The book buzz at the moment is the resurgence of erotica for the chick lit genre. It’s all because of one little trilogy – Fifty Shades. The three books are Fifty Shades of Grey, Fifty Shades Darker and Fifty Shades Freed. Mia Freedman talked about them a while ago so I thought I’d have a look-see at just how naughty this erotica could really be. My, oh my. It was an eye-opener. So, deep breath. Ready? Let’s do this thing.
The steamy content has women everywhere, well, a bit hot and bothered. Although not everyone loves it, with three county libraries in Florida banning Fifty Shades from shelves. And then ditching the ban due to public demand. Only in America.
And now there are rumours swirling that the trilogy is going to be made into a movie. Names linked to the Universal-optioned project include Alexander Skarsgard (from True Blood – *swoon*!) and Ian Somerhalder (Vampire Diaries – *shrug*). Girls to play Ana Steele (yes, our fair maiden’s name is Anastasia Steele – could you get any more Mills&Boon if you tried?) include Amanda Seyfried (meh) and Selene Gomez (triple meh).
Anyhoo, back to the book. Is it worth reading? Well, have you ever read a Mills&Boon? If not, then don’t pick this up, unless you’re pretty keen for some reasonably well-written sex scenes. And lots of ‘em! But you have to wade through some very very ordinary text before the clothes come off. And if you’ve never read a Mills&Boon before then you’re probably not the cheesy romance type. And that’s all this is – cheesy romance with a hefty dose of sexy salts thrown in. Mills&Boon on steroids. Big, ballsy, hefty steroids.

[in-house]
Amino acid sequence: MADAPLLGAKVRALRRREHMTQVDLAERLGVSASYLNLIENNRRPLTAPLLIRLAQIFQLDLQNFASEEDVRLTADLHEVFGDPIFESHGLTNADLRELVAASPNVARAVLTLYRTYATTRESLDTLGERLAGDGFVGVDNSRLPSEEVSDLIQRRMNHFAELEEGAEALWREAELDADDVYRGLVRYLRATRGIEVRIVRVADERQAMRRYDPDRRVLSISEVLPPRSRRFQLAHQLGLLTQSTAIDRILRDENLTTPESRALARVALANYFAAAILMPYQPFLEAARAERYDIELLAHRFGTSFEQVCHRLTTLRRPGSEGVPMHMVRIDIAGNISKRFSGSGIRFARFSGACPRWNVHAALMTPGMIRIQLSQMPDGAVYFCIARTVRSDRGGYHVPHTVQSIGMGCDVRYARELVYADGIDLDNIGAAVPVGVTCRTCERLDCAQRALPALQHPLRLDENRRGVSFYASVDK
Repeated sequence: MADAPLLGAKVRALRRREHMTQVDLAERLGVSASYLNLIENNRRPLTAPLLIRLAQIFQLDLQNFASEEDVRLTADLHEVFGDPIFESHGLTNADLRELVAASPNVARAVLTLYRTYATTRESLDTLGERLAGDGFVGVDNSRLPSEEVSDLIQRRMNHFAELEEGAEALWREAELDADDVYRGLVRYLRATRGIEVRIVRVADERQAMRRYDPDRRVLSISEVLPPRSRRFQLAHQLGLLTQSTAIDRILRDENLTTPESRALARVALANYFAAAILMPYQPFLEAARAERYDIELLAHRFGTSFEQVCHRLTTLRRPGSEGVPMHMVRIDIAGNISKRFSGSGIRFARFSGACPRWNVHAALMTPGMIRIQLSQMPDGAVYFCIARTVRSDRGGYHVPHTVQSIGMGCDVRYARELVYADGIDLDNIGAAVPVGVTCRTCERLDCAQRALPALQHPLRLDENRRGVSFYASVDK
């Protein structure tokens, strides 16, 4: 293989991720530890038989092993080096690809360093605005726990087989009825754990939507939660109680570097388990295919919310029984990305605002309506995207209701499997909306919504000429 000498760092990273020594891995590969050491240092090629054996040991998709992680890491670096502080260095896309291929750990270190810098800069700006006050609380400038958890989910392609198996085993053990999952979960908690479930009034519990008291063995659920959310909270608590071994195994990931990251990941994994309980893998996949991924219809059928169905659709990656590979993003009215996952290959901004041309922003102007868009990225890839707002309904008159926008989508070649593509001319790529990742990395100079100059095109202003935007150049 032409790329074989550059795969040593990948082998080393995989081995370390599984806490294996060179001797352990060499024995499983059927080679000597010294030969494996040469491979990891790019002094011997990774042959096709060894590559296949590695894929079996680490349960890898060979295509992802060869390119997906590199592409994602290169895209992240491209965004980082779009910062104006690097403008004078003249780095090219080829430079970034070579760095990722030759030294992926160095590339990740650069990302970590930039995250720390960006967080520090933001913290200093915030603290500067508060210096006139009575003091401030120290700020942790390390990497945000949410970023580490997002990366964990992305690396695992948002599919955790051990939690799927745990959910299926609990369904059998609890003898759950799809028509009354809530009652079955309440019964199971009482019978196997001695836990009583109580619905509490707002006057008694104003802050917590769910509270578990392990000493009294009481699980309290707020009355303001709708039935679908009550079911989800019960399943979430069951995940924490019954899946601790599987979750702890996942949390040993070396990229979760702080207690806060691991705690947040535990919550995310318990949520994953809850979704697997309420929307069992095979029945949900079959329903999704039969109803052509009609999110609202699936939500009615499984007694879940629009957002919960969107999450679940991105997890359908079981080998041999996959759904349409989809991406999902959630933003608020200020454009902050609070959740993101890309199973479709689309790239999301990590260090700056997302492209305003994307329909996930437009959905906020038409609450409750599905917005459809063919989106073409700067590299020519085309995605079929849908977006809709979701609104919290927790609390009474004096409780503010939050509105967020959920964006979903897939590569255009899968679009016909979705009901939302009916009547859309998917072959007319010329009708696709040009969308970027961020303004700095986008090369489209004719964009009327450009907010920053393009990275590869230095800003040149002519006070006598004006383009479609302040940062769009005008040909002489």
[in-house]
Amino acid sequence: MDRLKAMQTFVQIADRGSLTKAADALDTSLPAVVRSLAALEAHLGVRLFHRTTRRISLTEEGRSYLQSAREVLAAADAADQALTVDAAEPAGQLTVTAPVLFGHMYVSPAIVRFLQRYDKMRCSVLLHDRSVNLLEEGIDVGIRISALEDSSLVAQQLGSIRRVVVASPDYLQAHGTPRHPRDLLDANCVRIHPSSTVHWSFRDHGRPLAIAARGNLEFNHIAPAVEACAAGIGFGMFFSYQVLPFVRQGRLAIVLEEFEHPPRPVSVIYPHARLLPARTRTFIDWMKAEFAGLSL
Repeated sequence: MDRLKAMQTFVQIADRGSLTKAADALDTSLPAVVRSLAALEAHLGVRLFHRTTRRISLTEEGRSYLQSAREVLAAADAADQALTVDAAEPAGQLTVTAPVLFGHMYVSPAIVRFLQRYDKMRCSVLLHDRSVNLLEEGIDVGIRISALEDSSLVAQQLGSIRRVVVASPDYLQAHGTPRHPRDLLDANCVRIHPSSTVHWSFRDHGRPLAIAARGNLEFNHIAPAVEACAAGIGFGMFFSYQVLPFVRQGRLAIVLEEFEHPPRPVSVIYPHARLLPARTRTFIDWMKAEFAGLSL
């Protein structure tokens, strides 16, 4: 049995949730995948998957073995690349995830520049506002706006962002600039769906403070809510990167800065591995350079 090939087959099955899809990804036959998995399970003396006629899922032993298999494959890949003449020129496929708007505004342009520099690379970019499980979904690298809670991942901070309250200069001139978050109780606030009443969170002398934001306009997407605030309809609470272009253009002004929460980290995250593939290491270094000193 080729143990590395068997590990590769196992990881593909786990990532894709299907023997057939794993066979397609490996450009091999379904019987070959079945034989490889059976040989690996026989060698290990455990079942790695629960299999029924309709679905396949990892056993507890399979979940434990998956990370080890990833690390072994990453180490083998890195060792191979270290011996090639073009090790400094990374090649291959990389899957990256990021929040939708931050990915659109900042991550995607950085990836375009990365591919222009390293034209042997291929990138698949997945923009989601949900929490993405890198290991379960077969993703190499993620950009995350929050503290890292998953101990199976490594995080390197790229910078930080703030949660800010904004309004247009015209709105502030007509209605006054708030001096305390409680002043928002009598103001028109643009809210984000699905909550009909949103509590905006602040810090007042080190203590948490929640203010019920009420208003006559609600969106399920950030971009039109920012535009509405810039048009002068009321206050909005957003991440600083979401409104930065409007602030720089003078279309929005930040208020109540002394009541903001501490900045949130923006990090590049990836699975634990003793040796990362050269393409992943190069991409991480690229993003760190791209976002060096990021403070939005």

I have a long love affair with Mills&Boon romances, cutting my teeth on Sweet Dreams romances and Sweet Valley High books when I was in school. I graduated to Mills&Boon by Year 11 and while I never loved them as passionately as I loved Sweet Valley High, they were a fun way to pass a couple of hours. I probably read one or two a year. So by no means am I a heavy consumer, but I do love a good romance with a happy ending. And the hero is always good looking with lots of money. Not a bad combination.
So, the writing is bad. Just how bad is it? Here’s a sample from the opening pages:
I scowl with frustration at myself in the mirror. Damn my hair – it just won’t behave, and damn Katherine Kavanagh for being ill and subjecting me to this ordeal. I should be studying for my final exams, which are next week, yet here I am trying to brush my hair into submission. I must not sleep with it wet. I must not sleep with it wet. Reciting this mantra several times, I attempt, once more, tro bring it under control with the brush. I roll my eyes in exasperation and gaze at the pale, brown-haired girl with blue eyes too big for her face staring back at me, and give up.
Yeah. It’s exactly the sort of writing to be found in a Sweet Dreams romance novel for young adults. It’s very childish and a bit amateur hour. I believe this trilogy began as a fan fiction project written about Edward Cullen and Bella Swan of the Twilight saga. The Fifty Shades author would publish her work, one chapter at a time. It grew in popularity and caught the eye of an e-publisher. The rest is history.